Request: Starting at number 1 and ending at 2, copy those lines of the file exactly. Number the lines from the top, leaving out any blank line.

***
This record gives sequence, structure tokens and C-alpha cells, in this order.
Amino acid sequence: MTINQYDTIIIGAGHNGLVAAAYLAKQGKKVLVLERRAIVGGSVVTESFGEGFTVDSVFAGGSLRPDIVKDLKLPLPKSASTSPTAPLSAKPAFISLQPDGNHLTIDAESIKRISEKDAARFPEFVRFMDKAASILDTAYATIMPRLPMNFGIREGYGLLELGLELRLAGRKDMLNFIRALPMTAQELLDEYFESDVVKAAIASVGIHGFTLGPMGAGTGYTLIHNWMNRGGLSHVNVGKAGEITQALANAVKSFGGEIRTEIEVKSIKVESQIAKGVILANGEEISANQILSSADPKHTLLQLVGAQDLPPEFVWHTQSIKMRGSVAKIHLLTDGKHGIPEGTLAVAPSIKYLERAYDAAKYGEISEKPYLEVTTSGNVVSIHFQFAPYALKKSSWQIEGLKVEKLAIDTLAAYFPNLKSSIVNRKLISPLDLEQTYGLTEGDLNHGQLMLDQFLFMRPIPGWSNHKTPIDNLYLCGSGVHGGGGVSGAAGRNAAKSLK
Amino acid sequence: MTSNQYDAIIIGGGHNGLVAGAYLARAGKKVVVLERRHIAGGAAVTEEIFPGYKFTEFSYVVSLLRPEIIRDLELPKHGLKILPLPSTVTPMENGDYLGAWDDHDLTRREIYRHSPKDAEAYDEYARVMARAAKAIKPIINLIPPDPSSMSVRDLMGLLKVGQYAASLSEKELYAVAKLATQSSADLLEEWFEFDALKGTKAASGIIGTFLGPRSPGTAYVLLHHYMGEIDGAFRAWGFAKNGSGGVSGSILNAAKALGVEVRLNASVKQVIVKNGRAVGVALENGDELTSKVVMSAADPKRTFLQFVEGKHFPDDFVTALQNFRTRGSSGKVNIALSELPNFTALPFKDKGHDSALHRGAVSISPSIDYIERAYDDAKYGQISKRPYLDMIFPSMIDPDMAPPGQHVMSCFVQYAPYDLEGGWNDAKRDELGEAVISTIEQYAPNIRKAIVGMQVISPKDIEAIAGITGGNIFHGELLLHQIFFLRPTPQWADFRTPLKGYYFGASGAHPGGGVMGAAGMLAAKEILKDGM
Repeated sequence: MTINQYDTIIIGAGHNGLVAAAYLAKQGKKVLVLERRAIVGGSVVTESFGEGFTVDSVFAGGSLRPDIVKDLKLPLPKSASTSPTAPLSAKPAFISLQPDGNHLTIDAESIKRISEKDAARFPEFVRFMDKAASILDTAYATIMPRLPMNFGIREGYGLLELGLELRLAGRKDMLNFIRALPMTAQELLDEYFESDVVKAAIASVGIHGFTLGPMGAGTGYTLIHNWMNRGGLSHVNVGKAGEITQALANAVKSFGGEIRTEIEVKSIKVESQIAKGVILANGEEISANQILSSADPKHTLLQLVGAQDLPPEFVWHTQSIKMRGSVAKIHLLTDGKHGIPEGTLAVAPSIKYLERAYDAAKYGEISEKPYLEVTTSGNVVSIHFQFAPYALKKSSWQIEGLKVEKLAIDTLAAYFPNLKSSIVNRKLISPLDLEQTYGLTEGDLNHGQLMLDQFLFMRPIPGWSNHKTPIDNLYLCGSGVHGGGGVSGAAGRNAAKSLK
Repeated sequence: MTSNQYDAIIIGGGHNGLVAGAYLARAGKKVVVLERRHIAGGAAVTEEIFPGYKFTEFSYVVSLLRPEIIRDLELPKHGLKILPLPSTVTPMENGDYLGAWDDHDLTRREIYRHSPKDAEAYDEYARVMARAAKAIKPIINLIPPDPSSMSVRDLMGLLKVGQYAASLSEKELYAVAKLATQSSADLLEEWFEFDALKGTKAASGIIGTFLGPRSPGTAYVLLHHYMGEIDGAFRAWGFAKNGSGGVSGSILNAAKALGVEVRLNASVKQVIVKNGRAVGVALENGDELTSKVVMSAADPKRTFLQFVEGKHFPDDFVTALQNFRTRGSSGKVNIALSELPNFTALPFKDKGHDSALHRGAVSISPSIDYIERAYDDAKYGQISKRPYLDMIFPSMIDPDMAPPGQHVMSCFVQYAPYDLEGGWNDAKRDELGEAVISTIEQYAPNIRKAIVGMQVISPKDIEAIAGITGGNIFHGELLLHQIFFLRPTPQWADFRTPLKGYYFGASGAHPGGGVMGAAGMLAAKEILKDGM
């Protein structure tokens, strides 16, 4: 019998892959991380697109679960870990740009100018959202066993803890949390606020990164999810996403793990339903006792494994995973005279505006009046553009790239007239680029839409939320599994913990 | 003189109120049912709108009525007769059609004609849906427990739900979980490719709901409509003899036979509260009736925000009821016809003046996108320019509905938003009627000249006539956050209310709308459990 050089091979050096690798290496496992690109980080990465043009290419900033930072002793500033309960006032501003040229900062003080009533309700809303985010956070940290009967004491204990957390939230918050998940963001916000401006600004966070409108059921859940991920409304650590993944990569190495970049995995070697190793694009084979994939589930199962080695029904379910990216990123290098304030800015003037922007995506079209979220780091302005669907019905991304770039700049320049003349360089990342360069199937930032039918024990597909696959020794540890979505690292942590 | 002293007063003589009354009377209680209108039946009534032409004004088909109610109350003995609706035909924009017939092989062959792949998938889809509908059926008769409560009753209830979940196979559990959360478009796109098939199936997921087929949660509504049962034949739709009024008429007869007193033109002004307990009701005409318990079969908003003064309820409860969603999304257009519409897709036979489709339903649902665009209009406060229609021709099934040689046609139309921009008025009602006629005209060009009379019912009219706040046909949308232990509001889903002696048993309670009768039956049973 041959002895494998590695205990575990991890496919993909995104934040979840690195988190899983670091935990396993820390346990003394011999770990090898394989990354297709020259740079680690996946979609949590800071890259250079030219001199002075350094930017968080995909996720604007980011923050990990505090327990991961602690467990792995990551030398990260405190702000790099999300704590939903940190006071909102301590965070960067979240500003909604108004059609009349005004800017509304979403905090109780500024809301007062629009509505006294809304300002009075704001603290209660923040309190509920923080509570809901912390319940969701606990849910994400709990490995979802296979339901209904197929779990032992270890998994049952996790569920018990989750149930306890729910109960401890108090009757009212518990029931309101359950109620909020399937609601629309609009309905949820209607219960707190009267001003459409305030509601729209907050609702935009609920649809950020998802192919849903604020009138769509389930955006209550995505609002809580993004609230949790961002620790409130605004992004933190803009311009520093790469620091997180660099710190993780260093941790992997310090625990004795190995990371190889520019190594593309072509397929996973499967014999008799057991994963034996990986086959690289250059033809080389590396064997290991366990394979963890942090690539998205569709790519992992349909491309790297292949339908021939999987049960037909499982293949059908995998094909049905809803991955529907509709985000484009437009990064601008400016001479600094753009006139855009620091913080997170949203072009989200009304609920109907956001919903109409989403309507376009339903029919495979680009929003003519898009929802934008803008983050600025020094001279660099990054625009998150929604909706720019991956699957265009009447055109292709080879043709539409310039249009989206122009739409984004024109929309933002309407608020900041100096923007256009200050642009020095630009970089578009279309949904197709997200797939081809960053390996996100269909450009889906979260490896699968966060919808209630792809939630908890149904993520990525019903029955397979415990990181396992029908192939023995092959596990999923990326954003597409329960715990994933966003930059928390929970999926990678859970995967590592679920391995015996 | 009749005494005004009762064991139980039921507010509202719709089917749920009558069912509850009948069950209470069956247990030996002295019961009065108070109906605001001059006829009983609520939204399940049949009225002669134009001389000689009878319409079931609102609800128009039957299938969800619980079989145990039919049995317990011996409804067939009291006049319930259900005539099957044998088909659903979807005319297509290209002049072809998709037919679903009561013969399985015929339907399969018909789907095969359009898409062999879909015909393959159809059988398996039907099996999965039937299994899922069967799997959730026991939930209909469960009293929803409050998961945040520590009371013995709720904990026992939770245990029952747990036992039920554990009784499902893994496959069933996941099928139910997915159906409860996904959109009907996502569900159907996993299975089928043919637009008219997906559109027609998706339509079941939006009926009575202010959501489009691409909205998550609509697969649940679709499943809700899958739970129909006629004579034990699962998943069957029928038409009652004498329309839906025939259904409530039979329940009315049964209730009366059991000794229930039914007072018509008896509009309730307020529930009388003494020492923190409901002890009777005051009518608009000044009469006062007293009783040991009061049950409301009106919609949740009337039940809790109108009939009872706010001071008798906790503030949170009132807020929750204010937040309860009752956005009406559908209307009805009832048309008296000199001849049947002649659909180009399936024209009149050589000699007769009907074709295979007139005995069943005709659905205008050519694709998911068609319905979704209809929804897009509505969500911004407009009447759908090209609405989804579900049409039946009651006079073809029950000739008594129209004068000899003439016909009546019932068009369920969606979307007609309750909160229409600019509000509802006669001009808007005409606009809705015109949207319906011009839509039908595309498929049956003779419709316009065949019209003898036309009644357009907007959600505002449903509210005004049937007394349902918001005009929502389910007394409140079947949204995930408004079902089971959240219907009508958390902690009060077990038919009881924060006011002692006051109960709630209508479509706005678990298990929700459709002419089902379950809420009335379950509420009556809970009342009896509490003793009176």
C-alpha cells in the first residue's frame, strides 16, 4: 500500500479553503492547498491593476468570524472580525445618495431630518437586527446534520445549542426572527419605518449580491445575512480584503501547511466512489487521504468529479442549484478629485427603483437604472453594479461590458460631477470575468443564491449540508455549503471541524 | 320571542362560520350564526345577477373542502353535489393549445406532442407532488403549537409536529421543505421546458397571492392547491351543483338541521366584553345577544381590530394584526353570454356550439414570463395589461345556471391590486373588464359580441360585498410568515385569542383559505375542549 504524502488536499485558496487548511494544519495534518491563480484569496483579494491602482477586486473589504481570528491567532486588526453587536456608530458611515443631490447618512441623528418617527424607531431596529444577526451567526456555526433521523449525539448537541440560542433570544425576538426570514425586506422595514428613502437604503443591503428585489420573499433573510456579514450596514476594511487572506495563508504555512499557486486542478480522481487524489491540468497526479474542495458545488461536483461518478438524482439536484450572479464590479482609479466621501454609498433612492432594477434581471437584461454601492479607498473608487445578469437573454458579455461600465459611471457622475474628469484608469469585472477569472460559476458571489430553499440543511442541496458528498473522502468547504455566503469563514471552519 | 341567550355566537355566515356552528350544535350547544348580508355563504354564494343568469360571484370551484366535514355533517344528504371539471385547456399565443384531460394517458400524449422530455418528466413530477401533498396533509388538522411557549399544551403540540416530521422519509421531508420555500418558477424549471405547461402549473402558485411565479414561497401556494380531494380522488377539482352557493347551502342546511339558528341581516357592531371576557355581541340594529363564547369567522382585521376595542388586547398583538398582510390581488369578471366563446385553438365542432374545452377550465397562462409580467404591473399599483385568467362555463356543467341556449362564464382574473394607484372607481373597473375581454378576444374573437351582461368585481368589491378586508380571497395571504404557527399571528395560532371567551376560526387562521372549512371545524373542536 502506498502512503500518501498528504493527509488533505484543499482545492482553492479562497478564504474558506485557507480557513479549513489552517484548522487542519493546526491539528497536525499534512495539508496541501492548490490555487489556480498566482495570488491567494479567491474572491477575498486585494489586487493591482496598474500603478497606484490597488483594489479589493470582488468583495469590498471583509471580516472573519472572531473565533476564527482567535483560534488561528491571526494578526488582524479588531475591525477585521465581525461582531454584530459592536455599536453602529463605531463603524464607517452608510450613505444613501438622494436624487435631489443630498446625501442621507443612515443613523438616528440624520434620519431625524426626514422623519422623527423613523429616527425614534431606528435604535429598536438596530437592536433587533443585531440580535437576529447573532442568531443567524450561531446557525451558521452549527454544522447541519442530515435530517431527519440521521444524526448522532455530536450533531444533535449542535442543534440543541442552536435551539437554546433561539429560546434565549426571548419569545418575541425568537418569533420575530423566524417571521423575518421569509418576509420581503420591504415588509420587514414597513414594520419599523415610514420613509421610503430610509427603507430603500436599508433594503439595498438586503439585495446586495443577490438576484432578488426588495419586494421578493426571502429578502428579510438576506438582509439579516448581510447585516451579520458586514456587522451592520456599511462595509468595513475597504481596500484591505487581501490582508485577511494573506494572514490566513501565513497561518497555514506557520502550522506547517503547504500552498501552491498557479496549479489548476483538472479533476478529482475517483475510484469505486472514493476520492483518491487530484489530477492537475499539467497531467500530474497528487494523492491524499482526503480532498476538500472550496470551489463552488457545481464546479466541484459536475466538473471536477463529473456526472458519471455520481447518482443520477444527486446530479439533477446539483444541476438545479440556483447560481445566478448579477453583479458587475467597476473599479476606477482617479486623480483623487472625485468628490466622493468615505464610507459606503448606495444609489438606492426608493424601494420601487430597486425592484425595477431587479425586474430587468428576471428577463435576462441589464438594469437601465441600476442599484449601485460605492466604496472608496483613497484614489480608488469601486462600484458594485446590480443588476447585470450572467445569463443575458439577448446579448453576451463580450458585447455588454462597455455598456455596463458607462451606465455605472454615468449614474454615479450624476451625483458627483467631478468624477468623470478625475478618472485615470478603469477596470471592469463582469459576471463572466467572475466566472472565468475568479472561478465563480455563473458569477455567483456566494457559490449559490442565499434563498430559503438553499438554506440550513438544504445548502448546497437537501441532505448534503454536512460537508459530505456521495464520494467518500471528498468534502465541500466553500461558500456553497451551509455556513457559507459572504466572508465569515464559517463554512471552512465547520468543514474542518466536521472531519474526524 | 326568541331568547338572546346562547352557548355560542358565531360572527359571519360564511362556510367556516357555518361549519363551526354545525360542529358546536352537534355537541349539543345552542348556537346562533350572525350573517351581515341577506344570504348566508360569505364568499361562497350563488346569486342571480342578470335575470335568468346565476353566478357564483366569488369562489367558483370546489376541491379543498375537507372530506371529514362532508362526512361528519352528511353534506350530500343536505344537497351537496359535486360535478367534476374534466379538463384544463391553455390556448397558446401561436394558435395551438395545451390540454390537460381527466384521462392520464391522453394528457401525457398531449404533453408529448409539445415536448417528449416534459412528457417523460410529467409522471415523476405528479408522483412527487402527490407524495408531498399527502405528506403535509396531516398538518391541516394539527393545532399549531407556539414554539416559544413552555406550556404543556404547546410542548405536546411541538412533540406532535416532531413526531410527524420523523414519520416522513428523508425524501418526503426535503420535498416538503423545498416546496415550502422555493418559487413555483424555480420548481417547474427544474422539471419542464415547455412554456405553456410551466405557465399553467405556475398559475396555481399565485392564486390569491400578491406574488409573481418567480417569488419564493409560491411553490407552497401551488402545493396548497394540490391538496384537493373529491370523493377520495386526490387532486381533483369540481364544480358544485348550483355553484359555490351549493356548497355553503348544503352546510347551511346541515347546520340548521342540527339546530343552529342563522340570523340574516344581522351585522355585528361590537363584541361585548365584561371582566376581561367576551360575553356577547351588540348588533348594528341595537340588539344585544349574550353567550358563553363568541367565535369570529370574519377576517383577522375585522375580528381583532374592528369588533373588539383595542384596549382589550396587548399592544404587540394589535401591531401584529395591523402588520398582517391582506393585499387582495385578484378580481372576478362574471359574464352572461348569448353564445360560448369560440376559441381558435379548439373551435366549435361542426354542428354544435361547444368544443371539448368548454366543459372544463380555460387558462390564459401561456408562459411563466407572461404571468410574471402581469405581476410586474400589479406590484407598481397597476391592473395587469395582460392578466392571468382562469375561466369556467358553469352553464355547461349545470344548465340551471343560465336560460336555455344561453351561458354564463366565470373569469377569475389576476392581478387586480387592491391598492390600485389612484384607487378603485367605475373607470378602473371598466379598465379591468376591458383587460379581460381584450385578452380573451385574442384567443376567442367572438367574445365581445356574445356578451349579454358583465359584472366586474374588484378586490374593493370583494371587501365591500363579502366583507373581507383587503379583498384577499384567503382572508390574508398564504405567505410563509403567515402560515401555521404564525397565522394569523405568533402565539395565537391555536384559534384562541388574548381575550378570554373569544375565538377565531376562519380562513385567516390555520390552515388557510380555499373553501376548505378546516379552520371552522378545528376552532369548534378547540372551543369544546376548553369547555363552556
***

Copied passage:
This record gives sequence, structure tokens and C-alpha cells, in this order.
Amino acid sequence: MTINQYDTIIIGAGHNGLVAAAYLAKQGKKVLVLERRAIVGGSVVTESFGEGFTVDSVFAGGSLRPDIVKDLKLPLPKSASTSPTAPLSAKPAFISLQPDGNHLTIDAESIKRISEKDAARFPEFVRFMDKAASILDTAYATIMPRLPMNFGIREGYGLLELGLELRLAGRKDMLNFIRALPMTAQELLDEYFESDVVKAAIASVGIHGFTLGPMGAGTGYTLIHNWMNRGGLSHVNVGKAGEITQALANAVKSFGGEIRTEIEVKSIKVESQIAKGVILANGEEISANQILSSADPKHTLLQLVGAQDLPPEFVWHTQSIKMRGSVAKIHLLTDGKHGIPEGTLAVAPSIKYLERAYDAAKYGEISEKPYLEVTTSGNVVSIHFQFAPYALKKSSWQIEGLKVEKLAIDTLAAYFPNLKSSIVNRKLISPLDLEQTYGLTEGDLNHGQLMLDQFLFMRPIPGWSNHKTPIDNLYLCGSGVHGGGGVSGAAGRNAAKSLK